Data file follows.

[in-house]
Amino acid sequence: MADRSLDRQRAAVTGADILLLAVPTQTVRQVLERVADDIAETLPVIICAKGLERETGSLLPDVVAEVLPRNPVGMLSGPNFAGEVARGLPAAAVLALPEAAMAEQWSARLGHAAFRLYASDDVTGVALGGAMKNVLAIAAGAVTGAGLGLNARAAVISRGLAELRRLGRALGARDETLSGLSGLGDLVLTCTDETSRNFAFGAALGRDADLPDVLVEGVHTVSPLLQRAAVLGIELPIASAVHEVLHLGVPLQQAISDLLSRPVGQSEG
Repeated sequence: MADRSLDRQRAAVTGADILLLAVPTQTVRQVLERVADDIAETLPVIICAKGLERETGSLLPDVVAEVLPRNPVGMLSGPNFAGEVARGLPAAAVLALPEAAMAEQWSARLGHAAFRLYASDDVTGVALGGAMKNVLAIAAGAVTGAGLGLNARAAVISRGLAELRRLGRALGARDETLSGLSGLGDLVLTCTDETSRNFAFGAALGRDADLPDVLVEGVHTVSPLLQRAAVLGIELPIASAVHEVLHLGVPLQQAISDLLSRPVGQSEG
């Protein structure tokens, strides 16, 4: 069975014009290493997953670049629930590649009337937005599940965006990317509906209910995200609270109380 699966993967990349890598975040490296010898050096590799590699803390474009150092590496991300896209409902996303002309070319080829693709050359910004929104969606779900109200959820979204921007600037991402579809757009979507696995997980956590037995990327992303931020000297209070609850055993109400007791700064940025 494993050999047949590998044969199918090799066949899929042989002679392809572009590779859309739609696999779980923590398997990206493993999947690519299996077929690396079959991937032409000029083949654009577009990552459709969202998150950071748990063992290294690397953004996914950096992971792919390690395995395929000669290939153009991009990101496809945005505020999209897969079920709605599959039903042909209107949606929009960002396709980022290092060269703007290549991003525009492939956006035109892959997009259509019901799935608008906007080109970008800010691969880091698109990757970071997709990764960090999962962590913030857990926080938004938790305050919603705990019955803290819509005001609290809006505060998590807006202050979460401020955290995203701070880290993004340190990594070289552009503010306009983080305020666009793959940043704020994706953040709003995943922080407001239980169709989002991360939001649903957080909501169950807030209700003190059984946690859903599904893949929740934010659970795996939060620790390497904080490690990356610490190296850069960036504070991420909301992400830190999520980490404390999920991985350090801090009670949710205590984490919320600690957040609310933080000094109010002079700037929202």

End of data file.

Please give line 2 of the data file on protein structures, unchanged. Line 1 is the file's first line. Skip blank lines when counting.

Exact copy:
Amino acid sequence: MADRSLDRQRAAVTGADILLLAVPTQTVRQVLERVADDIAETLPVIICAKGLERETGSLLPDVVAEVLPRNPVGMLSGPNFAGEVARGLPAAAVLALPEAAMAEQWSARLGHAAFRLYASDDVTGVALGGAMKNVLAIAAGAVTGAGLGLNARAAVISRGLAELRRLGRALGARDETLSGLSGLGDLVLTCTDETSRNFAFGAALGRDADLPDVLVEGVHTVSPLLQRAAVLGIELPIASAVHEVLHLGVPLQQAISDLLSRPVGQSEG